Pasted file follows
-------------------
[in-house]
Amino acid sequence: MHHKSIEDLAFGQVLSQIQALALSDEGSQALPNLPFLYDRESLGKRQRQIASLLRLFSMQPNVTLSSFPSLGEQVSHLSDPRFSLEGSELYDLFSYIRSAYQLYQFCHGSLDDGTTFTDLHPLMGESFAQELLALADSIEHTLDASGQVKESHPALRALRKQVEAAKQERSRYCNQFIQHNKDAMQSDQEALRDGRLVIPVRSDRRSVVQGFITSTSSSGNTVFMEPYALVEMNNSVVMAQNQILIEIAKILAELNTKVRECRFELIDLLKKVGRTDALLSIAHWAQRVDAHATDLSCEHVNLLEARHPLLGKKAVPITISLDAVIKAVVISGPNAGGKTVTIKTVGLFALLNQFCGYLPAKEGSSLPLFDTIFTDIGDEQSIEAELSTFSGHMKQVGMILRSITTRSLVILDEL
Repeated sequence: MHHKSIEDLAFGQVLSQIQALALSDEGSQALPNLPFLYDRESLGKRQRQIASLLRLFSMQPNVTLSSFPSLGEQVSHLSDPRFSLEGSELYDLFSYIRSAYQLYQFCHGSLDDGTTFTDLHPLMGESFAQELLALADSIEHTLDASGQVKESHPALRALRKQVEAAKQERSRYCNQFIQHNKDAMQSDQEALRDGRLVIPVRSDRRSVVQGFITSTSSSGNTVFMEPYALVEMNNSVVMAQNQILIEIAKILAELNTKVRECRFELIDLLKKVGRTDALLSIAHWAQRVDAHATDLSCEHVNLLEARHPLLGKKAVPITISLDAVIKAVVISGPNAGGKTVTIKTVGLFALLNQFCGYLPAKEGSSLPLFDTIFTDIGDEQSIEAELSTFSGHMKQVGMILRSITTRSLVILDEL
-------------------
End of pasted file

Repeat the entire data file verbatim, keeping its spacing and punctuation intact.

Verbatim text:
[in-house]
Amino acid sequence: MHHKSIEDLAFGQVLSQIQALALSDEGSQALPNLPFLYDRESLGKRQRQIASLLRLFSMQPNVTLSSFPSLGEQVSHLSDPRFSLEGSELYDLFSYIRSAYQLYQFCHGSLDDGTTFTDLHPLMGESFAQELLALADSIEHTLDASGQVKESHPALRALRKQVEAAKQERSRYCNQFIQHNKDAMQSDQEALRDGRLVIPVRSDRRSVVQGFITSTSSSGNTVFMEPYALVEMNNSVVMAQNQILIEIAKILAELNTKVRECRFELIDLLKKVGRTDALLSIAHWAQRVDAHATDLSCEHVNLLEARHPLLGKKAVPITISLDAVIKAVVISGPNAGGKTVTIKTVGLFALLNQFCGYLPAKEGSSLPLFDTIFTDIGDEQSIEAELSTFSGHMKQVGMILRSITTRSLVILDEL
Repeated sequence: MHHKSIEDLAFGQVLSQIQALALSDEGSQALPNLPFLYDRESLGKRQRQIASLLRLFSMQPNVTLSSFPSLGEQVSHLSDPRFSLEGSELYDLFSYIRSAYQLYQFCHGSLDDGTTFTDLHPLMGESFAQELLALADSIEHTLDASGQVKESHPALRALRKQVEAAKQERSRYCNQFIQHNKDAMQSDQEALRDGRLVIPVRSDRRSVVQGFITSTSSSGNTVFMEPYALVEMNNSVVMAQNQILIEIAKILAELNTKVRECRFELIDLLKKVGRTDALLSIAHWAQRVDAHATDLSCEHVNLLEARHPLLGKKAVPITISLDAVIKAVVISGPNAGGKTVTIKTVGLFALLNQFCGYLPAKEGSSLPLFDTIFTDIGDEQSIEAELSTFSGHMKQVGMILRSITTRSLVILDEL